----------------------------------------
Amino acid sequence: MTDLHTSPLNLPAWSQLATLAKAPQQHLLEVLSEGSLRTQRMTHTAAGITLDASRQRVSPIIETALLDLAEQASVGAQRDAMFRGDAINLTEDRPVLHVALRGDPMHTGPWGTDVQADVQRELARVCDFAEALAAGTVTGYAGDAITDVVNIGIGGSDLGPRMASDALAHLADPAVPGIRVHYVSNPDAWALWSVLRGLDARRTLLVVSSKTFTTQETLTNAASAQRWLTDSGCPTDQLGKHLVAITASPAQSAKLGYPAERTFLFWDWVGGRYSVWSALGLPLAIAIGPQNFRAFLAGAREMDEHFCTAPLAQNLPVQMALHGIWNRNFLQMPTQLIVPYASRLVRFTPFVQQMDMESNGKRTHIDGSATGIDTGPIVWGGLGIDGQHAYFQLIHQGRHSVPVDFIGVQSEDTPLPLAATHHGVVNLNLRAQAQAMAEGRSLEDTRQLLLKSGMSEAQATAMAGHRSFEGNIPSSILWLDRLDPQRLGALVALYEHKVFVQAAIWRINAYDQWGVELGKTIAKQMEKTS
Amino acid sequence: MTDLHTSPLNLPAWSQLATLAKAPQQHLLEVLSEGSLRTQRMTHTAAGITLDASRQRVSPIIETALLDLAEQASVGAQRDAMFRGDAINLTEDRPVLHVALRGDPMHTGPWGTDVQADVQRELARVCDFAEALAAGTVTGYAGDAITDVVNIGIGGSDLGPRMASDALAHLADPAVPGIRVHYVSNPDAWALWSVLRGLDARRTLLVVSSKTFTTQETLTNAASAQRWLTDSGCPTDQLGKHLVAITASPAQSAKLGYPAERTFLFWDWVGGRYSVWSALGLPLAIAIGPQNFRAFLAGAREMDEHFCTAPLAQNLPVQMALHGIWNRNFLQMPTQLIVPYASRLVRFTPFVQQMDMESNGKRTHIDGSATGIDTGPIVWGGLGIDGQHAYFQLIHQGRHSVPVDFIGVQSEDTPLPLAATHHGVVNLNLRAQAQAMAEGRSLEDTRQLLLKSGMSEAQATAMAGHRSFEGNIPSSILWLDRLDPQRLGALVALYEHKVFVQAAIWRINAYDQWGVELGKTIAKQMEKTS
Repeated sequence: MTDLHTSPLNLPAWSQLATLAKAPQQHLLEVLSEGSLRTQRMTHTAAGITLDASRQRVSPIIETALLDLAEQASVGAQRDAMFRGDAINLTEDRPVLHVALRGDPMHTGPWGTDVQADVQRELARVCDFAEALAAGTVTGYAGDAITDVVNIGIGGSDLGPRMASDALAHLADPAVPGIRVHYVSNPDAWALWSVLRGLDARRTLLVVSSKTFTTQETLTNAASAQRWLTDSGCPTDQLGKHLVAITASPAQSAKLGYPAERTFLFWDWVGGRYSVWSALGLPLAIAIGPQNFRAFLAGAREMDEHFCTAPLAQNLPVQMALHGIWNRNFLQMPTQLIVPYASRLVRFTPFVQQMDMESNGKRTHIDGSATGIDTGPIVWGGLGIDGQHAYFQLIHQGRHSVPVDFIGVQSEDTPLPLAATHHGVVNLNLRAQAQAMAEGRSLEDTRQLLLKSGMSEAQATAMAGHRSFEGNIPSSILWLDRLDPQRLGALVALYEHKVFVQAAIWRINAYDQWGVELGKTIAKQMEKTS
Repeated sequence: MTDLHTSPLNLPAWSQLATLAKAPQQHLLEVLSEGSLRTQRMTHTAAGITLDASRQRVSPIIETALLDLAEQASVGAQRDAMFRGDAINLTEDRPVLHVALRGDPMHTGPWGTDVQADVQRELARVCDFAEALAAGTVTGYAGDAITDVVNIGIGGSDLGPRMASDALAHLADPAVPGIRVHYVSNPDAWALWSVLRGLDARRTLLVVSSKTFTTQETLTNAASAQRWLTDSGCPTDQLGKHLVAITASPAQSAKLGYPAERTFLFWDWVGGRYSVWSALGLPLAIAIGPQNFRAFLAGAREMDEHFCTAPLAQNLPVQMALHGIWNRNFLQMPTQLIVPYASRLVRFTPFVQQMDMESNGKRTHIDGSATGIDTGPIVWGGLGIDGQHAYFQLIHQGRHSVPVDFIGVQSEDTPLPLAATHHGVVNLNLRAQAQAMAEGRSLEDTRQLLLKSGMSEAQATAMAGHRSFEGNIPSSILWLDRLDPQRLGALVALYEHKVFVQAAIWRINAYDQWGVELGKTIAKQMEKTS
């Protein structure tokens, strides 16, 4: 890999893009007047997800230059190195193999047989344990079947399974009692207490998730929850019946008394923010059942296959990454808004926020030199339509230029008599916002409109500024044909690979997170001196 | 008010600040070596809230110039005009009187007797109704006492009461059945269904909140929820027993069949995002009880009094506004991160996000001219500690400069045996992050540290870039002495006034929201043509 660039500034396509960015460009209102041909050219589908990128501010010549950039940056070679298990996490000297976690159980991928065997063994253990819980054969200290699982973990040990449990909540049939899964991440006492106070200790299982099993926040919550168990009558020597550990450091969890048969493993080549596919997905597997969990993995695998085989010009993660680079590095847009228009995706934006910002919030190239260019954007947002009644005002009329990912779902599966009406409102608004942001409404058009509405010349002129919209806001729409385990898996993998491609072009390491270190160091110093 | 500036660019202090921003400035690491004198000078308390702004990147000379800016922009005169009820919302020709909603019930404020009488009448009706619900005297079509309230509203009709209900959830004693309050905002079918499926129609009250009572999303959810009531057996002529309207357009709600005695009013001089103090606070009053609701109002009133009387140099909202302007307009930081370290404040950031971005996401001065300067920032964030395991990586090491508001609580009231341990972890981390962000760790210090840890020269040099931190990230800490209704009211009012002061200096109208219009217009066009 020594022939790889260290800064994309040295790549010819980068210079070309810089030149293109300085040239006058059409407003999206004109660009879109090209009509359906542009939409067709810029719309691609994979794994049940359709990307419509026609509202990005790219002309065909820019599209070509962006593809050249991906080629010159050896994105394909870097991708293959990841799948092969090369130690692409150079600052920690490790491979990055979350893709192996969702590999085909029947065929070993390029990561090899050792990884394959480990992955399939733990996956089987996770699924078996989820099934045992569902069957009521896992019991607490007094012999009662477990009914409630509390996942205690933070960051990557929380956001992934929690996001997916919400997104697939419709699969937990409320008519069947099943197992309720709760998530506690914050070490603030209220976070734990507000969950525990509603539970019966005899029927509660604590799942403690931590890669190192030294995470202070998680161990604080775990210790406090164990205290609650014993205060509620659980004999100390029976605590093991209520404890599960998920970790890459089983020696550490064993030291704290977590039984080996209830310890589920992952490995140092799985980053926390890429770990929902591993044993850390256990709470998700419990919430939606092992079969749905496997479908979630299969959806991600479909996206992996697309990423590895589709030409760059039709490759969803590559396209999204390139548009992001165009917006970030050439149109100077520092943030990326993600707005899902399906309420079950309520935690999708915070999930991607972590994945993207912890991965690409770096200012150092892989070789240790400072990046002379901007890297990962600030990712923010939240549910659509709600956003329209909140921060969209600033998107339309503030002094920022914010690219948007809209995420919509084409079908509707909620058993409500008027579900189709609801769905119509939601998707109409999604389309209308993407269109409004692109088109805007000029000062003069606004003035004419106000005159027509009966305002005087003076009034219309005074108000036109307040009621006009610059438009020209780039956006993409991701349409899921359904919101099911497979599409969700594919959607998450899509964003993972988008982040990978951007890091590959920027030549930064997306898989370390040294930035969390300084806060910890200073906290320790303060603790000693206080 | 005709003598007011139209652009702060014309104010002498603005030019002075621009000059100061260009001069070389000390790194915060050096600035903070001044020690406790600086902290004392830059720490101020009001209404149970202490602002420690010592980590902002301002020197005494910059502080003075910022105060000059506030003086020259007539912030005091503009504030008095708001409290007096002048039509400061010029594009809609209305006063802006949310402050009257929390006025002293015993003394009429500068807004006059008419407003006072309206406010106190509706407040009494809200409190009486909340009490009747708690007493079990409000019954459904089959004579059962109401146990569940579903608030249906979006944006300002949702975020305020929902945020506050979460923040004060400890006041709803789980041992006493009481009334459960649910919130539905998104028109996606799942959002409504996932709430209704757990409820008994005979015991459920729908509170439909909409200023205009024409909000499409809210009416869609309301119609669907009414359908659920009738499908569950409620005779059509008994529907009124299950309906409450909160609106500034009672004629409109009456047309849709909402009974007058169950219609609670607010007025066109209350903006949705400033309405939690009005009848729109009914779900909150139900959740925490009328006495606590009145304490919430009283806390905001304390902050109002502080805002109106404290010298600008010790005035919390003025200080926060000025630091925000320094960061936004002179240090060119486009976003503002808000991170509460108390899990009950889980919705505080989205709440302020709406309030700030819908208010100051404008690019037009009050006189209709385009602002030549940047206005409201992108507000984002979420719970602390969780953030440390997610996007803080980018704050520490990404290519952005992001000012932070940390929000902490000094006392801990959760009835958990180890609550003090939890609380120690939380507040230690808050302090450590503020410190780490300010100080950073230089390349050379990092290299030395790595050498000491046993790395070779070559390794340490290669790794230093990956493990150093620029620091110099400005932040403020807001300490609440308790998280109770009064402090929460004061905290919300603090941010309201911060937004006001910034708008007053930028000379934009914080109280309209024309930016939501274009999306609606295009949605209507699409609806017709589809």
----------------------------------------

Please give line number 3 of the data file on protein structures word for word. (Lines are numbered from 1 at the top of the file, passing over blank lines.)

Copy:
Repeated sequence: MTDLHTSPLNLPAWSQLATLAKAPQQHLLEVLSEGSLRTQRMTHTAAGITLDASRQRVSPIIETALLDLAEQASVGAQRDAMFRGDAINLTEDRPVLHVALRGDPMHTGPWGTDVQADVQRELARVCDFAEALAAGTVTGYAGDAITDVVNIGIGGSDLGPRMASDALAHLADPAVPGIRVHYVSNPDAWALWSVLRGLDARRTLLVVSSKTFTTQETLTNAASAQRWLTDSGCPTDQLGKHLVAITASPAQSAKLGYPAERTFLFWDWVGGRYSVWSALGLPLAIAIGPQNFRAFLAGAREMDEHFCTAPLAQNLPVQMALHGIWNRNFLQMPTQLIVPYASRLVRFTPFVQQMDMESNGKRTHIDGSATGIDTGPIVWGGLGIDGQHAYFQLIHQGRHSVPVDFIGVQSEDTPLPLAATHHGVVNLNLRAQAQAMAEGRSLEDTRQLLLKSGMSEAQATAMAGHRSFEGNIPSSILWLDRLDPQRLGALVALYEHKVFVQAAIWRINAYDQWGVELGKTIAKQMEKTS